Nathan Dyer: Southampton & The Politics Of The Fire Sale
A couple of months ago, Southampton Leisure Holdings, the holding company which owns Southampton Football Club went into administration. There was a brief and ineffectual protest from Southampton FC based upon the argument that this particular holding company wasn’t the same as the football club, and that they shouldn’t, therefore, face any sanctions from the Football League. The League, to their credit, decided that they would be the ones to make this decision and, after an independent audit, they confirmed that the two organisations were “inextricably linked”. Their relegation from the Championship was managed of their own accord, meaning that they will start next season ten points behind everyone else in League One.
Any last vestiges of their being no link between the two organisations was confirmed today, when the company’s administrator confirmed that neither the players nor the staff had been paid for the month of May. With the administrators already having confirmed – morally correctly, at least – that no season tickets are to be sold until a resolution to their period in administration has been agreed, it’s starting to look difficult to see how Southampton FC will even be able to start next season unless new buyers for the club can be found. There will be a further meeting on the 5th of June, but we can expect to see redundancies and players leaving the club if there is no change in the next couple of weeks or so.
The adminsitrator confirmed that the club are negotiating a price for the sale of young winger Nathan Dyer to Swansea City for £400,000 in the near future, but the fact that the club will be spending this money on merely surviving for the next few weeks is an indicator of how desperate their position is at present. The story of the negotiations over the sale of Dyer, however, is symptomatic of one of the aspects of what makes life for a clubs in financial trouble so difficult. Southampton aren’t the first club to fall victim of it, and they probably be the last. The sale of Nathan Dyer to Swansea City looks like it will be the start of a Southampton fire sale.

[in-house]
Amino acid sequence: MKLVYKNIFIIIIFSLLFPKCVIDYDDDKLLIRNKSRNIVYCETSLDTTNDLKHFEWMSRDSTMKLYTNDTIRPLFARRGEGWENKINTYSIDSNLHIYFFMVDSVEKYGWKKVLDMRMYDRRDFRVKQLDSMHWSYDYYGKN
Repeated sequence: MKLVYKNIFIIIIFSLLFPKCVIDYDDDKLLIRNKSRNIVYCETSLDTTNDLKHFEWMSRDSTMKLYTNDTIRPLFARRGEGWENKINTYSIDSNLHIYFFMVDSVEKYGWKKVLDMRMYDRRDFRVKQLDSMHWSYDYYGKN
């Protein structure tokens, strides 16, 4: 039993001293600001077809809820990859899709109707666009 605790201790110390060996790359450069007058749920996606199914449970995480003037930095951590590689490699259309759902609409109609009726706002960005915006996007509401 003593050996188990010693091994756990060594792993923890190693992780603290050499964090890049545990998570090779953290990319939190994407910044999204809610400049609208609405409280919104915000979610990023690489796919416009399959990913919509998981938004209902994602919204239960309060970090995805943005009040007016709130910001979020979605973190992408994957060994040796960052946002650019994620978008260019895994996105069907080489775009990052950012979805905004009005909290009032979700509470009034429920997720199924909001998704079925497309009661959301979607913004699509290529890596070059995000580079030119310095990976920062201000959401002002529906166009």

Nathan Dyer is a reasonably highly rated young player. He ran into personal difficulties last year when he was charged with – and plead guilty to – theft charges after an incident in a Southampton night club last year. The result of the same youth system that brought Theo Walcott and Gareth Bale, he lost an FA Youth Cup final for Southampton to Ipswich Town in 2005. In 2007, Steve Claridge’s “Scouting Report” in The Guardian valued him at £1m and, after a loan period at Sheffield United, The Blades had a £1.2m offer for him turned down by Southampton.
His value has dropped somewhat of late. Swansea’s initial bid for Dyer was a mere £200,000, but Southampton held out for £750,000. The final price – if agreed – of £400,000 would mean that Southampton would be losing out by two-thirds on the fee that they rejected from Sheffield United a couple of years ago. This isn’t because he is a worse player than he was then, in spite of his personal problems. He scored four times in twenty-one matches for Swansea this season, and there is a good chance that this Swansea side will feature in at least the Championship play-offs next season. Southampton, however, are not currently a club in a strong negotiation position at present.
This is a fundamental problem for football clubs in financial difficulty, and should be a cautionary tale for others – in particular Newcastle United supporters. The “transfer market” as we know it is best considered in the same respect as a market of constant haggling, like the housing market or the stock market. If a club is known to be in financial trouble, the bare fact of the matter is that the value of their players – which is obviously notional to start with – will start to plummet. The fact that the administrator, whose responsibility is not to the club except in so far as that his job is to pass it on as a going concern if possible, is in charge at the moment only makes Southampton’s plight even more severe.
The biggest irony of all is that Portsmouth have managed to line up another millionaire owner to take them over. There will be more on whether that will work out in the next few days, but these two rivals have not felt this far apart since the early 1980s, when Portsmouth were in the lower divisions and Southampton were competing in the UEFA Cup. It’s difficult to envisage Southampton reaching such lofty heights in the forseeable future. At the moment, they will have achieved something significant if they manage to even start next season.